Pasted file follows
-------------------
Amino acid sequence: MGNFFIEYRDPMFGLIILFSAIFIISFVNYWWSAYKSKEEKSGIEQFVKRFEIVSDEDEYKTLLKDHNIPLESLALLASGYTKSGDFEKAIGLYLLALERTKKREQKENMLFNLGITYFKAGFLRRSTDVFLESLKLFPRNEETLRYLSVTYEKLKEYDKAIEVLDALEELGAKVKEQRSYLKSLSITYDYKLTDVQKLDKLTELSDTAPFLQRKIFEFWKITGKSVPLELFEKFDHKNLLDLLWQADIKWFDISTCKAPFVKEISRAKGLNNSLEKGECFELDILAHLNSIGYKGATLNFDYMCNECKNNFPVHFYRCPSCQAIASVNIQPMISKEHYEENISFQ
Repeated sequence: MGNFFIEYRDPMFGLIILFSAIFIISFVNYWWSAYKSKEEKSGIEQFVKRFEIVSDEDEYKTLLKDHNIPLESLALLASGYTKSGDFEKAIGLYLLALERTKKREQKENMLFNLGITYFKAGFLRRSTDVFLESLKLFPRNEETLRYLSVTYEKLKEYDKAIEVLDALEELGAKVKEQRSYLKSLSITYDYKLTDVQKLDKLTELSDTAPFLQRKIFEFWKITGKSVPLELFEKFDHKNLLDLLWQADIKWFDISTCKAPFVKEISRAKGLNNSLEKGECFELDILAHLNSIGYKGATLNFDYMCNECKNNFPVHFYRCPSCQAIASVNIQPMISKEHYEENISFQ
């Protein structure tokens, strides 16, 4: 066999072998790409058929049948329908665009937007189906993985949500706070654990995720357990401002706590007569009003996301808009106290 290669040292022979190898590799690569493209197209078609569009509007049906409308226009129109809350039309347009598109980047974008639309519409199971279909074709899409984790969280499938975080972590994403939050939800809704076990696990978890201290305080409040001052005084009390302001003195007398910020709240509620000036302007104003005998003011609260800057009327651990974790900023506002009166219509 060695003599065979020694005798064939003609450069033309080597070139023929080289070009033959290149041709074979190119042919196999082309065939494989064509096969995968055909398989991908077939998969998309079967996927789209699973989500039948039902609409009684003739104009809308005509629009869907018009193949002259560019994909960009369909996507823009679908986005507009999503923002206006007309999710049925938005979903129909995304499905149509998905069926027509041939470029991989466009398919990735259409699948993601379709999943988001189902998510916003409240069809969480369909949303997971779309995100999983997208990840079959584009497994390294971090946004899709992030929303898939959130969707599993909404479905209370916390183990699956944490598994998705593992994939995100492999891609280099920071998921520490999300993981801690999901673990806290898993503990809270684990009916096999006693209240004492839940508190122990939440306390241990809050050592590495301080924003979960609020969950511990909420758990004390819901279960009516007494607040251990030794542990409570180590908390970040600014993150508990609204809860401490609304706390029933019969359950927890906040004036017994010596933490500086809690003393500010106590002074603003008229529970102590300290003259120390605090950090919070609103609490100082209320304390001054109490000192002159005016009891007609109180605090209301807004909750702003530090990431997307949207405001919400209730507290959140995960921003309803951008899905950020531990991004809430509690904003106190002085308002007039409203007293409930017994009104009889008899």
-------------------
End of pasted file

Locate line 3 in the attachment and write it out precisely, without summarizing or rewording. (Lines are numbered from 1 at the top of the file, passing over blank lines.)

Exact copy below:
């Protein structure tokens, strides 16, 4: 066999072998790409058929049948329908665009937007189906993985949500706070654990995720357990401002706590007569009003996301808009106290 290669040292022979190898590799690569493209197209078609569009509007049906409308226009129109809350039309347009598109980047974008639309519409199971279909074709899409984790969280499938975080972590994403939050939800809704076990696990978890201290305080409040001052005084009390302001003195007398910020709240509620000036302007104003005998003011609260800057009327651990974790900023506002009166219509 060695003599065979020694005798064939003609450069033309080597070139023929080289070009033959290149041709074979190119042919196999082309065939494989064509096969995968055909398989991908077939998969998309079967996927789209699973989500039948039902609409009684003739104009809308005509629009869907018009193949002259560019994909960009369909996507823009679908986005507009999503923002206006007309999710049925938005979903129909995304499905149509998905069926027509041939470029991989466009398919990735259409699948993601379709999943988001189902998510916003409240069809969480369909949303997971779309995100999983997208990840079959584009497994390294971090946004899709992030929303898939959130969707599993909404479905209370916390183990699956944490598994998705593992994939995100492999891609280099920071998921520490999300993981801690999901673990806290898993503990809270684990009916096999006693209240004492839940508190122990939440306390241990809050050592590495301080924003979960609020969950511990909420758990004390819901279960009516007494607040251990030794542990409570180590908390970040600014993150508990609204809860401490609304706390029933019969359950927890906040004036017994010596933490500086809690003393500010106590002074603003008229529970102590300290003259120390605090950090919070609103609490100082209320304390001054109490000192002159005016009891007609109180605090209301807004909750702003530090990431997307949207405001919400209730507290959140995960921003309803951008899905950020531990991004809430509690904003106190002085308002007039409203007293409930017994009104009889008899």